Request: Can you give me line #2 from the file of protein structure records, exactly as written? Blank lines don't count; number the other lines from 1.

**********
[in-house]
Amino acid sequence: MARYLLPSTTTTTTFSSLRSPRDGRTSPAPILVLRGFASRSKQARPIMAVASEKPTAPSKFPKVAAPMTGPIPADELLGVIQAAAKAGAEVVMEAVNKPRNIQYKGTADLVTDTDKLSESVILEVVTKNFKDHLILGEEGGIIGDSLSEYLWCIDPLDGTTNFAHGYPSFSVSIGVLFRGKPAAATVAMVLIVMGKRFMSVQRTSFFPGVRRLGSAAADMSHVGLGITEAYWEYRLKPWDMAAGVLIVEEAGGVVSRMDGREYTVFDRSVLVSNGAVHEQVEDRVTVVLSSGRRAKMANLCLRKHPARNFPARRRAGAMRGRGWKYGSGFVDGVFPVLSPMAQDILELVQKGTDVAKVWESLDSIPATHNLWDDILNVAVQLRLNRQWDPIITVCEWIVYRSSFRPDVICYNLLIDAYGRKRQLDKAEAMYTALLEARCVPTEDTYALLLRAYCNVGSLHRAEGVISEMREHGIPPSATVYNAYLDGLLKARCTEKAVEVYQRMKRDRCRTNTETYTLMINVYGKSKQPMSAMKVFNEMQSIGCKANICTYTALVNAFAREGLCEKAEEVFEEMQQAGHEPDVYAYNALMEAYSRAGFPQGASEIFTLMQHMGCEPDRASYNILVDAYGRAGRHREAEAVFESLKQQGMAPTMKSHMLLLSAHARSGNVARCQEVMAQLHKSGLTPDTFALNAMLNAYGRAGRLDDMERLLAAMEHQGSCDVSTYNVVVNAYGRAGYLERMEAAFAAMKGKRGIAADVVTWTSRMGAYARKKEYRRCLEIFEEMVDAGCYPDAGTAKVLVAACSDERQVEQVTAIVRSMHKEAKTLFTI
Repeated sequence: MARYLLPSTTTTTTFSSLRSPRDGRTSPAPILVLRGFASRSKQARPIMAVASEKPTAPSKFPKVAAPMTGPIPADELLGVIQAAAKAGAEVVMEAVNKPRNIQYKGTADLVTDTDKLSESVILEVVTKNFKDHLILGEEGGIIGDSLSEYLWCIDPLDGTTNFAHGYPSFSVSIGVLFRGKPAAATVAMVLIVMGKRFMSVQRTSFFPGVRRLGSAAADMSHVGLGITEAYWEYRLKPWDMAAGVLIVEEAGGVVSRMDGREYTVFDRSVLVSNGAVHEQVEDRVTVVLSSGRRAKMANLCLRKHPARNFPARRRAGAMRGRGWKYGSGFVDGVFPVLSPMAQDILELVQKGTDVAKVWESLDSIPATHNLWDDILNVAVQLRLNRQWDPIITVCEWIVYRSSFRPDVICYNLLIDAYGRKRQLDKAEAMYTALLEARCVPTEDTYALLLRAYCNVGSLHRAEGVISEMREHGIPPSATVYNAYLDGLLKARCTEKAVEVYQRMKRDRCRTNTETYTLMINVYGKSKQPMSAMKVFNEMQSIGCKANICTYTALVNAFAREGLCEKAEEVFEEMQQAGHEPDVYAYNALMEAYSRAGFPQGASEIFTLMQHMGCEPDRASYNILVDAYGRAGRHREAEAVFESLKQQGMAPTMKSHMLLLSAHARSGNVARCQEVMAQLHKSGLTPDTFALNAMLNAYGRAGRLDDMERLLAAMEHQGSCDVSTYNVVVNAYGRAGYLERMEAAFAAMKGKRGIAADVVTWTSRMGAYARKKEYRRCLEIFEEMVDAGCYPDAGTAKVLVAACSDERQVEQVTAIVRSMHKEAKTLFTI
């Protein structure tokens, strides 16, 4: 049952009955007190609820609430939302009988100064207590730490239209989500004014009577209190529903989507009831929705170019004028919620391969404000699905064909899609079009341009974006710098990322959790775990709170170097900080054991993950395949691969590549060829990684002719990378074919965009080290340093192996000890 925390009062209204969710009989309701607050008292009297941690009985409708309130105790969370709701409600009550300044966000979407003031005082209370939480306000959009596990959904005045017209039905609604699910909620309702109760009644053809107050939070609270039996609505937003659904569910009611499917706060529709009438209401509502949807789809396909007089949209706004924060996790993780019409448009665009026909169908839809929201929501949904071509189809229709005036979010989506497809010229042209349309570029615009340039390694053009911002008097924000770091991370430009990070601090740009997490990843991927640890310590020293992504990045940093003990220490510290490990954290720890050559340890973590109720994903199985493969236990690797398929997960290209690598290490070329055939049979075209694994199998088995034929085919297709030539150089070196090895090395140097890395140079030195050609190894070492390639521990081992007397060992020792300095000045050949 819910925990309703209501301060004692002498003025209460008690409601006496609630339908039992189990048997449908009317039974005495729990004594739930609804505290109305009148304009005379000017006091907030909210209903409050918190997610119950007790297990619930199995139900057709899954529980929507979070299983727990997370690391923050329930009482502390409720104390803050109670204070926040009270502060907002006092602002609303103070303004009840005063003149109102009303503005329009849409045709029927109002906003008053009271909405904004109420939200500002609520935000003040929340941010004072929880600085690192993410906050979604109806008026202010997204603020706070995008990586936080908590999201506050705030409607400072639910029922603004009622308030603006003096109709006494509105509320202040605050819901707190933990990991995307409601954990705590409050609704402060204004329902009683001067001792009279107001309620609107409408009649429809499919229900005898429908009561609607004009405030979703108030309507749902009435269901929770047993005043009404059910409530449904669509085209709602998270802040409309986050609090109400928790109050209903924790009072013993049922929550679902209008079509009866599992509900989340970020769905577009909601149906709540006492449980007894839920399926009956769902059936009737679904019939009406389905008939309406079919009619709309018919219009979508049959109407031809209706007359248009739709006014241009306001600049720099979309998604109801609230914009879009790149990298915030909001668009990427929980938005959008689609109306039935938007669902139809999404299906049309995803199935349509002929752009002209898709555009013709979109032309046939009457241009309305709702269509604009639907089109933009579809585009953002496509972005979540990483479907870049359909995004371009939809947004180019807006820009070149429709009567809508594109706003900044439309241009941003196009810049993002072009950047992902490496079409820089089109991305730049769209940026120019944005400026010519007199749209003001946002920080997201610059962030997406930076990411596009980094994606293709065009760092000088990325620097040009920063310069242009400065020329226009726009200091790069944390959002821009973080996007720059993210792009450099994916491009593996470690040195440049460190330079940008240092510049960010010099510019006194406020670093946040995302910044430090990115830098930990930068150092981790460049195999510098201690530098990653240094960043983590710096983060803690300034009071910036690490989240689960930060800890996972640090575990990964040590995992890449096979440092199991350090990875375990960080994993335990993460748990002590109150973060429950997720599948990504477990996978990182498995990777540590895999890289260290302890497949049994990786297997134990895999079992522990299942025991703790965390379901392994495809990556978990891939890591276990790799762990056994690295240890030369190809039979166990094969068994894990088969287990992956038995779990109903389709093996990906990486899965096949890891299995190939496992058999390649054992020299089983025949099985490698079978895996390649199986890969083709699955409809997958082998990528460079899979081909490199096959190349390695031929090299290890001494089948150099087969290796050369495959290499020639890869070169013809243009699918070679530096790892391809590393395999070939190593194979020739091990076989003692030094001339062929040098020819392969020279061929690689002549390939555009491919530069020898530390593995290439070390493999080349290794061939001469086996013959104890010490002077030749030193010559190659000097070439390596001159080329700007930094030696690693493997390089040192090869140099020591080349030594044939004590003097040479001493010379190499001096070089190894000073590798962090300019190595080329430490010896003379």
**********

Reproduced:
Amino acid sequence: MARYLLPSTTTTTTFSSLRSPRDGRTSPAPILVLRGFASRSKQARPIMAVASEKPTAPSKFPKVAAPMTGPIPADELLGVIQAAAKAGAEVVMEAVNKPRNIQYKGTADLVTDTDKLSESVILEVVTKNFKDHLILGEEGGIIGDSLSEYLWCIDPLDGTTNFAHGYPSFSVSIGVLFRGKPAAATVAMVLIVMGKRFMSVQRTSFFPGVRRLGSAAADMSHVGLGITEAYWEYRLKPWDMAAGVLIVEEAGGVVSRMDGREYTVFDRSVLVSNGAVHEQVEDRVTVVLSSGRRAKMANLCLRKHPARNFPARRRAGAMRGRGWKYGSGFVDGVFPVLSPMAQDILELVQKGTDVAKVWESLDSIPATHNLWDDILNVAVQLRLNRQWDPIITVCEWIVYRSSFRPDVICYNLLIDAYGRKRQLDKAEAMYTALLEARCVPTEDTYALLLRAYCNVGSLHRAEGVISEMREHGIPPSATVYNAYLDGLLKARCTEKAVEVYQRMKRDRCRTNTETYTLMINVYGKSKQPMSAMKVFNEMQSIGCKANICTYTALVNAFAREGLCEKAEEVFEEMQQAGHEPDVYAYNALMEAYSRAGFPQGASEIFTLMQHMGCEPDRASYNILVDAYGRAGRHREAEAVFESLKQQGMAPTMKSHMLLLSAHARSGNVARCQEVMAQLHKSGLTPDTFALNAMLNAYGRAGRLDDMERLLAAMEHQGSCDVSTYNVVVNAYGRAGYLERMEAAFAAMKGKRGIAADVVTWTSRMGAYARKKEYRRCLEIFEEMVDAGCYPDAGTAKVLVAACSDERQVEQVTAIVRSMHKEAKTLFTI